The cutting edge technique is still a few years away from the marketplace, but it could have the potential to greatly expand the applications for prescription drugs and the way they are delivered.
University of Michigan researchers are working on a technology that can print pure, precise doses of prescription drugs onto various surfaces, which the developers believe could enable on-site printing of custom-dose medications at pharmacies, hospitals, and physicians’ offices.
The technique can print multiple medications into a single dose on a dissolvable strip, microneedle patch or other dosing device. Researchers believe it could make life easier for patients who must now take multiple medications every day.
Max Shtein, professor of materials science and engineering at U of M, is leading the research. He spoke with HealthLeaders Media about the potential for the new technology. The following is a slightly edited transcript.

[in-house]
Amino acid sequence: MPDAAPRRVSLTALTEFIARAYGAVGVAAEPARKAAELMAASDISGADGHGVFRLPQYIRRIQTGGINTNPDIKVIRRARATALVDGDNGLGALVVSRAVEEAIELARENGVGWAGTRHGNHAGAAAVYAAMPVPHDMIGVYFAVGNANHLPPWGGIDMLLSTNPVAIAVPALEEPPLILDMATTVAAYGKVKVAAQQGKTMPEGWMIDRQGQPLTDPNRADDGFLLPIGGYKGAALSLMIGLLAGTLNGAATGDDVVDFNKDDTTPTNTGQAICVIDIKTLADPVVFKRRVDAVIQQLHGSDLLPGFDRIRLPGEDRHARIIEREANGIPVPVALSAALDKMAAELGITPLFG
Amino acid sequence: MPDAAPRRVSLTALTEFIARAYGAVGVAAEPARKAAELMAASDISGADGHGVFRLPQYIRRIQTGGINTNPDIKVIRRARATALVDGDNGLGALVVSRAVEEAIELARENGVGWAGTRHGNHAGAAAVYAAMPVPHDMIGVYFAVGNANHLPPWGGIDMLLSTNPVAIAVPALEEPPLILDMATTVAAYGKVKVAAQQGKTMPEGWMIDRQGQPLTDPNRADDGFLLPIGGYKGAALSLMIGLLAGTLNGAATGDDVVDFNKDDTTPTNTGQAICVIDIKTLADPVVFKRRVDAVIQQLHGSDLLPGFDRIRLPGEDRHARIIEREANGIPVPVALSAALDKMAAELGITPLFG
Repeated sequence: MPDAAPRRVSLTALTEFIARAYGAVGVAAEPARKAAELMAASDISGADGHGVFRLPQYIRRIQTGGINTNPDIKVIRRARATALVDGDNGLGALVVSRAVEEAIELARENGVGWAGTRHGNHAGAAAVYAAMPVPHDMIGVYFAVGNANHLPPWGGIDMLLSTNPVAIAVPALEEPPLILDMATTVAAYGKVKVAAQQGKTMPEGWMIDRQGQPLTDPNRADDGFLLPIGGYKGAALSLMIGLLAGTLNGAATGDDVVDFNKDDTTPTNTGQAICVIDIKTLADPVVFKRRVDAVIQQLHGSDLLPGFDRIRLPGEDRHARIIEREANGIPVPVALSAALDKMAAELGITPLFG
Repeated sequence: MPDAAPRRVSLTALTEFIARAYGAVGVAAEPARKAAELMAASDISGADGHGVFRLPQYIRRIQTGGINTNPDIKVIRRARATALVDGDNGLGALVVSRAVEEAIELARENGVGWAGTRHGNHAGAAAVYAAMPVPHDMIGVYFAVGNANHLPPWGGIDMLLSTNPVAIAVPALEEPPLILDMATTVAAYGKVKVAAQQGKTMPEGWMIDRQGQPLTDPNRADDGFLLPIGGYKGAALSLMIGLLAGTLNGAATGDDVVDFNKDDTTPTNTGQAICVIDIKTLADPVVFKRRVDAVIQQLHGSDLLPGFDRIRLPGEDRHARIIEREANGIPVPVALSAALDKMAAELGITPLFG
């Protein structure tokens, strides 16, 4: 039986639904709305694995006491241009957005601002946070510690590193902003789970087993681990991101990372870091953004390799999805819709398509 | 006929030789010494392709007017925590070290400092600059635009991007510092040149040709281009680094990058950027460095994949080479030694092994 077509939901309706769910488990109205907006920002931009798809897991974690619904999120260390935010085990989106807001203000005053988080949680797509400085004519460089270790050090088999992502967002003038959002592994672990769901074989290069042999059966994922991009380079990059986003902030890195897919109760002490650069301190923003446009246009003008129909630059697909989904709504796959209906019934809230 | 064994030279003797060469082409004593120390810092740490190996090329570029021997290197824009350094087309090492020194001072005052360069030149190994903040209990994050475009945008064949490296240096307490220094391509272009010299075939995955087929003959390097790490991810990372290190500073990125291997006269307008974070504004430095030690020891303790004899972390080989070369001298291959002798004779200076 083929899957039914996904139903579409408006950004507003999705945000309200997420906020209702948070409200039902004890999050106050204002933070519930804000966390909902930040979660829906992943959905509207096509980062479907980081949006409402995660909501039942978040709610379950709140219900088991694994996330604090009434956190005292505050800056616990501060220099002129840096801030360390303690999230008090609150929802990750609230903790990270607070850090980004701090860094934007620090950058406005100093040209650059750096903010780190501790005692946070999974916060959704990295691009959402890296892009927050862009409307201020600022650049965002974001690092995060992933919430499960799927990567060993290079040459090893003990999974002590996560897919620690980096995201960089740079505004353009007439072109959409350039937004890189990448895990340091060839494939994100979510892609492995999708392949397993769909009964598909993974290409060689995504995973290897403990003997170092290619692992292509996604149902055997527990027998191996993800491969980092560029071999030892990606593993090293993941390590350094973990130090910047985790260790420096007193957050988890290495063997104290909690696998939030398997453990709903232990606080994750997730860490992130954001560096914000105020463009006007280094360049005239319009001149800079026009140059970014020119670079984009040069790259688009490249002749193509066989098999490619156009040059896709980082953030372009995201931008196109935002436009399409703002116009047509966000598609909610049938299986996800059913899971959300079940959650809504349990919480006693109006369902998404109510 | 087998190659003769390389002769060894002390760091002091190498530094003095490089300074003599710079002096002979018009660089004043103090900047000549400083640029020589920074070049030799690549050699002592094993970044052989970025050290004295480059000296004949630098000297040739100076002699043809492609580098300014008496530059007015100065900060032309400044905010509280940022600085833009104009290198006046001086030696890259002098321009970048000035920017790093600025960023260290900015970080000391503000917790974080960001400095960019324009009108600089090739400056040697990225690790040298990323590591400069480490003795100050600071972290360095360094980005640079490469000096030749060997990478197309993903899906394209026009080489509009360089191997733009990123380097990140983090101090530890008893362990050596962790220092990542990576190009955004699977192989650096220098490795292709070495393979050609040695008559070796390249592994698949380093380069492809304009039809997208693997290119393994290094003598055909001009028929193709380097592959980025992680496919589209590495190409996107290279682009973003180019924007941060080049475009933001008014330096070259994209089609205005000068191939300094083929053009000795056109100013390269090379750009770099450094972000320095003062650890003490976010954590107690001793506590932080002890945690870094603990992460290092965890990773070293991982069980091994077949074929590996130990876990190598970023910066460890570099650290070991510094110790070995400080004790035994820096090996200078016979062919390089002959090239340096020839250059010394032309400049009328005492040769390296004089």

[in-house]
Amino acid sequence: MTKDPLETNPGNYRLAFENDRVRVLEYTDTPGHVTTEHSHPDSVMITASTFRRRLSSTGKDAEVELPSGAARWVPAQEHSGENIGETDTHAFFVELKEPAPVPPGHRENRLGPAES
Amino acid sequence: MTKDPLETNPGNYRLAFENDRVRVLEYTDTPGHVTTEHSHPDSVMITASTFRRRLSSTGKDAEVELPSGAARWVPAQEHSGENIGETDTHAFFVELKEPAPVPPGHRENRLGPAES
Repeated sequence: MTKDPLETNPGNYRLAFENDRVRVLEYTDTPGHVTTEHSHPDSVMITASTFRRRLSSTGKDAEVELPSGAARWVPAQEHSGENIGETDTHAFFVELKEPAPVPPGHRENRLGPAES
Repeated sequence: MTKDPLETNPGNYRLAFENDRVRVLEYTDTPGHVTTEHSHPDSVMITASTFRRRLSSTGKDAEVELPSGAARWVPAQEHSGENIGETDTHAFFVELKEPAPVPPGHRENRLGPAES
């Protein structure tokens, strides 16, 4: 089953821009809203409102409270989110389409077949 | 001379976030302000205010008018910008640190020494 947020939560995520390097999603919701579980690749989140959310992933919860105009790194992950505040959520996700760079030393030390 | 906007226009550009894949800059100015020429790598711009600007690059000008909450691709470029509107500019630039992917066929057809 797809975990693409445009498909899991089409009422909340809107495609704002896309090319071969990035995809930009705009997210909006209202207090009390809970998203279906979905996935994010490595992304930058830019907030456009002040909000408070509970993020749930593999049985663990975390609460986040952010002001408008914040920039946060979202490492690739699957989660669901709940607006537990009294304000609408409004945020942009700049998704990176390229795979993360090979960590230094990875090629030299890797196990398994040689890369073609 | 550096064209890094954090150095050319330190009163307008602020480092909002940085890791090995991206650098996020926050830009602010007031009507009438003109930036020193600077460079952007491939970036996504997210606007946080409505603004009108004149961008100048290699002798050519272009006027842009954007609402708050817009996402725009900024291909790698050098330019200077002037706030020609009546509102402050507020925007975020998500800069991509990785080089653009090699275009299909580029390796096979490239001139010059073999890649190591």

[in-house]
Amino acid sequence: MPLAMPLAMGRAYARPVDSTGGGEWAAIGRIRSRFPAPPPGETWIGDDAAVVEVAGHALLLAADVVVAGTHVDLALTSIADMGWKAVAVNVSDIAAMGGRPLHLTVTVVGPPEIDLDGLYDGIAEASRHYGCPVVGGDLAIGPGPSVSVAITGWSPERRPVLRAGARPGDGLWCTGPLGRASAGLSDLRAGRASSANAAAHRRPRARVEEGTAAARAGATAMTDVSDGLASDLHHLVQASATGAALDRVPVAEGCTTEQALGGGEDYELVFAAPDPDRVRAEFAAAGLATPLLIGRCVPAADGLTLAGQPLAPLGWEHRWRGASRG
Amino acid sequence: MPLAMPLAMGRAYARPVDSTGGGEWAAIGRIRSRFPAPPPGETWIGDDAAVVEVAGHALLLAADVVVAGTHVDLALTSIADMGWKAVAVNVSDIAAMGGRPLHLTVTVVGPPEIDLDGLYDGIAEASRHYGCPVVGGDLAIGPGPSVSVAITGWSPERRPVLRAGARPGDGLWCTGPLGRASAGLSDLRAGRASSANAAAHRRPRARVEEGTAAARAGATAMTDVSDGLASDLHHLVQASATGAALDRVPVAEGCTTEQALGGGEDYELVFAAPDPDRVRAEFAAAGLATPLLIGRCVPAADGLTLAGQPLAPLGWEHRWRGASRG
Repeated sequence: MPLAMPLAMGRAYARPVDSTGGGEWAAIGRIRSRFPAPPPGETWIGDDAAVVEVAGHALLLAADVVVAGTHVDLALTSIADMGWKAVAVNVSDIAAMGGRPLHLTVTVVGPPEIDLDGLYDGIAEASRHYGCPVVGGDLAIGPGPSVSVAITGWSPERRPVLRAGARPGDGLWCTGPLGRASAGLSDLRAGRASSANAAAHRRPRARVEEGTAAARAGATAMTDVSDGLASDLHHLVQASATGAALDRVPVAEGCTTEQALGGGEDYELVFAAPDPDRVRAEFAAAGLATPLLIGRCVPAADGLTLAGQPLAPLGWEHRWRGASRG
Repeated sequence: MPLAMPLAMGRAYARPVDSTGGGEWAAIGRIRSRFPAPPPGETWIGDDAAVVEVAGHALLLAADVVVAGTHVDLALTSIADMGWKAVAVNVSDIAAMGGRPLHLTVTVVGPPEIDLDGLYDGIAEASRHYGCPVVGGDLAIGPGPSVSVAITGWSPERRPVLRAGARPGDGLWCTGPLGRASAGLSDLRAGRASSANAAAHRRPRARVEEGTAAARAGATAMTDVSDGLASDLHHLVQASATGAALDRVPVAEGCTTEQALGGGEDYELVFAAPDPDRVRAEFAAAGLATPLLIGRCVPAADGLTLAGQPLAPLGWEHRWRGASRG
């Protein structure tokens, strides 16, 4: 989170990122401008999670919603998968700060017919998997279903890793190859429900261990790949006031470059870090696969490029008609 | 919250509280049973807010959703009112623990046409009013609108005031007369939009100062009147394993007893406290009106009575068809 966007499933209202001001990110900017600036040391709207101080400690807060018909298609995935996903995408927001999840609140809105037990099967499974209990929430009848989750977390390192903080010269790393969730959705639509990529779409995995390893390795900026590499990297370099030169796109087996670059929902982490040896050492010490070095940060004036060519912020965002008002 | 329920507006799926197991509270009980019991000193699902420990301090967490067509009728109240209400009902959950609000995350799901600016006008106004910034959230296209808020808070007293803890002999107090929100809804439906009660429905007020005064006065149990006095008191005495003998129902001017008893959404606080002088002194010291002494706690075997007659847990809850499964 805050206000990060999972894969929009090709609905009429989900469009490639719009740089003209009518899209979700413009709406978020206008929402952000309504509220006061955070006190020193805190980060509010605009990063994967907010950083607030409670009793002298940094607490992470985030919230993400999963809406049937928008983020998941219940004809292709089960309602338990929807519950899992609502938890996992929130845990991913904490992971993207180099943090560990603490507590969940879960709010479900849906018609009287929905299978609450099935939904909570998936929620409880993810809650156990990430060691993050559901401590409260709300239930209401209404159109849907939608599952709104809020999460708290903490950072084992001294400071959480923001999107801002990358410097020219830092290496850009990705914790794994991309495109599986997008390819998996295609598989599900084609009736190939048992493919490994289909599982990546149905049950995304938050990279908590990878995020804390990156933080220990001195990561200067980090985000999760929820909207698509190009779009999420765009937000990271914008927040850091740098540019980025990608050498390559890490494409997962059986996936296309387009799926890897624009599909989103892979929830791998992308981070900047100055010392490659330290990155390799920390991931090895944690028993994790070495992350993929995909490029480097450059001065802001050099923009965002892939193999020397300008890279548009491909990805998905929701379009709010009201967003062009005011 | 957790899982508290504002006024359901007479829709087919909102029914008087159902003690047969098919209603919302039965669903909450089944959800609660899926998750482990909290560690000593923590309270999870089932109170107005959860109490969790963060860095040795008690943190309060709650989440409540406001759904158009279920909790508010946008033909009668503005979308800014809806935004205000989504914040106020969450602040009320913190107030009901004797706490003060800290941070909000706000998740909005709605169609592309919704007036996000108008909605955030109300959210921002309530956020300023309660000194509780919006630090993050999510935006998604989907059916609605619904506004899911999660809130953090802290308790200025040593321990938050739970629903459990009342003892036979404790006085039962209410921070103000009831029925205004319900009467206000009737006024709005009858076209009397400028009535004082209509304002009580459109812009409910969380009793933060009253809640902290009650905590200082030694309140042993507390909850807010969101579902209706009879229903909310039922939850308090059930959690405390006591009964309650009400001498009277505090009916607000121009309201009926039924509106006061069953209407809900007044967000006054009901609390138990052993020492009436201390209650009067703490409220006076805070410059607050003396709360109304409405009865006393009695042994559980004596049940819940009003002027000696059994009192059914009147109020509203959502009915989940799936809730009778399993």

HLM: How soon will we see this technology in the market place?
Shtein: We think that possibly within five years you might be able to see some applications of this technology. There are different bottlenecks associated with Food and Drug Administration approval, depending on the medications and the indications and the conditions you are trying to treat.
Normally FDA approval for any new medication or process for making a medication takes a while. There are certain conditions for which very few treatments are effective and those gets fast-tracked through the process. There are some possibilities for things to go a little faster. There are also possibilities for using this technology in research in the drug discovery and validation stages. We think that it’s going to be finding applications pretty soon, within five years.
John Commins is a content specialist and online news editor for HealthLeaders, a Simplify Compliance brand.